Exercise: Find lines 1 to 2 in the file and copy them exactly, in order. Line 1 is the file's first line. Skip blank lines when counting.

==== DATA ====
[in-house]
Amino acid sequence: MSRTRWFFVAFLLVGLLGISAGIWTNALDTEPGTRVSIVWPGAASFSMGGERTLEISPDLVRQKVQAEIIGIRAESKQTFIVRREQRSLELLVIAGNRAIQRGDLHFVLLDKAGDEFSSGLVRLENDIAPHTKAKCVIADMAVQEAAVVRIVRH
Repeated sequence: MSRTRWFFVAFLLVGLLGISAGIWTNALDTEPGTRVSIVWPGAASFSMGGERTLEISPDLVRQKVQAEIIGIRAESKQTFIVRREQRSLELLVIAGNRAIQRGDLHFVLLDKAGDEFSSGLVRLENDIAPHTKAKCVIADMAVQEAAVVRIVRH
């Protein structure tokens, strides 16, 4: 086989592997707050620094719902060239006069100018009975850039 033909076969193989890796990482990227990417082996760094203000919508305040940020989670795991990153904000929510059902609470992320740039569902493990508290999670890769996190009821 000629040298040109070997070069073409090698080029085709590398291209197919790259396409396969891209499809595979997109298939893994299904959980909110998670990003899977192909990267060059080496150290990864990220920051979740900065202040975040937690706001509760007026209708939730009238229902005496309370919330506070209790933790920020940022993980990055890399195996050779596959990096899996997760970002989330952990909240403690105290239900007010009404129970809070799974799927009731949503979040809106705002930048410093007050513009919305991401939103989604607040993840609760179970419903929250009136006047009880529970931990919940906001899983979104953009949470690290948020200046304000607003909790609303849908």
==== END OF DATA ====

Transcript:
[in-house]
Amino acid sequence: MSRTRWFFVAFLLVGLLGISAGIWTNALDTEPGTRVSIVWPGAASFSMGGERTLEISPDLVRQKVQAEIIGIRAESKQTFIVRREQRSLELLVIAGNRAIQRGDLHFVLLDKAGDEFSSGLVRLENDIAPHTKAKCVIADMAVQEAAVVRIVRH